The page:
Ulaanbaatar, November 15 /MONTSAME/ The State Great Khural (parliament) Friday approved the 2014 State Budget within the time planned.

The budget law approval came about after the fourth discussion of draft bills of the law the Budget of Mongolia, the law on the Budget of the Social Insurance Fund and law on the Budget of the Human Development Fund for 2014.

The budget law estimates total balanced budget revenue of four trillion, 676 billion and 370.5 million MNT, a total balanced budget expenditure of five trillion, 594 billion and 785.9 million for 2014.

The budget expenditure on capital investments, equipment and capital repairs is projected at  one trillion, 143 billion and 275.5 million, while the Budget Stability Fund collection is set at 29 trillion and 799.6 million, as stated in the law on the Budget Stability.

A voting has been conducted on every article of the 2014 Budget Law, highlighting the goals of the law to regulate the pecuniary relations in fiscal year 2014 that include financing support to the local budgets, revenue accumulation in the consolidated local development fund, revenue transmittal from the consolidated local development fund to the local development funds, the capital to grant budget-spending right to the budget general managers, to accrue in the budget stability fund, and sources and currency transaction to finance the budget deficit.

The Government will finance the budget deficit through year-to-year issue of securities costing  one trillion and 400 billion MNT, and the Government's new foreign project loans of 289 billion and 971.1 million, with a maximum limit of the Government's loan guarantee of two trillion 500 billion.

A total financing support to local budgets is projected at 159 billion and 170.7 million, g total revenue to be accumulated in the consolidated local development fund--at 71 billion 338.5 million, and a total revenue transmittal from the consolidated local development fund to the local development funds--at 284 billion 400.8 million MNT.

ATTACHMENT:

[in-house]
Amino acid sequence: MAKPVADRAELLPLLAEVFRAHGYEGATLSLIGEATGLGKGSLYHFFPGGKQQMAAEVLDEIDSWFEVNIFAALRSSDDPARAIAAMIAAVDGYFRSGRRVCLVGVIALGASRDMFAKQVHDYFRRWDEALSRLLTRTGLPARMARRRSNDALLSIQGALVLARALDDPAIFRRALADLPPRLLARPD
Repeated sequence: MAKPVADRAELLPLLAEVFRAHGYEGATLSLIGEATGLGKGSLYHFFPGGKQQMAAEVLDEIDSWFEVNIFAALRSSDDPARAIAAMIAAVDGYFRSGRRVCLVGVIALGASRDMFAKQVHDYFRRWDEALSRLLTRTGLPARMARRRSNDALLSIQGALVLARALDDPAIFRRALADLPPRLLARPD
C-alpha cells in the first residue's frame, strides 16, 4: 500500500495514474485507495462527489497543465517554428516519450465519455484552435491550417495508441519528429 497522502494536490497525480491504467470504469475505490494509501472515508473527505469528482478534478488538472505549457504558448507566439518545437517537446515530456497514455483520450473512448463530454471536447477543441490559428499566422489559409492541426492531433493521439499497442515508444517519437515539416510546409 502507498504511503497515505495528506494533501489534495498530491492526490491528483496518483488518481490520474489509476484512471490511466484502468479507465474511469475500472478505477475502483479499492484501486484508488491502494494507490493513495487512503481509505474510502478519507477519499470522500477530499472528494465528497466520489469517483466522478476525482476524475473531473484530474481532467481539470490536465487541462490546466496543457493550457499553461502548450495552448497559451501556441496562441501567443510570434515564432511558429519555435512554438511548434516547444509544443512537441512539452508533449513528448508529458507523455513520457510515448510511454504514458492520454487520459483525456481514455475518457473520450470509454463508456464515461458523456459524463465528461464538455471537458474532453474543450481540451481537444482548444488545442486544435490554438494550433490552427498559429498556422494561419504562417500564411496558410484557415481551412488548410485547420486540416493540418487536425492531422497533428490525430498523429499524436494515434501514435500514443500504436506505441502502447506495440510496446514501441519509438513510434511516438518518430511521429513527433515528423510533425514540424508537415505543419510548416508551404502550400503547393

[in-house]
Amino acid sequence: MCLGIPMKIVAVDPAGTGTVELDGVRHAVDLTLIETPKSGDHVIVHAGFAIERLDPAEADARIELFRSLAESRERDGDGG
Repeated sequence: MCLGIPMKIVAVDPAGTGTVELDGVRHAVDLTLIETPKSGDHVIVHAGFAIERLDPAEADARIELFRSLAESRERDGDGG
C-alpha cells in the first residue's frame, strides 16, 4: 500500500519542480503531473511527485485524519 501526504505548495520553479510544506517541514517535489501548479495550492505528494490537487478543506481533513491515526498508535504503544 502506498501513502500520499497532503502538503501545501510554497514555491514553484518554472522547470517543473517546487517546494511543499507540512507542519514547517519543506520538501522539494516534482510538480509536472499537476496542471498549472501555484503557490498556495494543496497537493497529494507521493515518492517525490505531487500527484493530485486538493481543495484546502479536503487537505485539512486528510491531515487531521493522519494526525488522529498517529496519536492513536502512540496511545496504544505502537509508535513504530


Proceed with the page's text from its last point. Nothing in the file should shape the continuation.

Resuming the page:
The budget general managers' programs for 2014, result specifications the programs intend, and list of investment projects, measures, and facilities that will be financed by the State Budget of Mongolia in 2014 have also been approved in a form of an attachment to the Budget.

The above said projects, measures, and facilities with budgeted cost of two trillion, 567 billion and 529.1 million MNT will be financed with one trillion, 143 billion and 257.5 million.

Thus, the 2014 State Budget was approved receiving a support from 42 out of 53 present members.

Ending the session, the Speaker of parliament Z.Enkhbold congratulated the MPs and working groups for approval of draft bills of the law on the State Budget, the law on the budget of the Social Insurance Fund, and the law on the budget of the Human Development Fund.

Link to article


Mongolia Parliament Rejects Bill to Raise Country's Debt Ceiling

By Michael Kohn

November 15 (Bloomberg) Mongolia's parliament blocked a bill to raise the debt ceiling, a move that could limit the government's ability to raise money for infrastructure needed to develop the mining sector.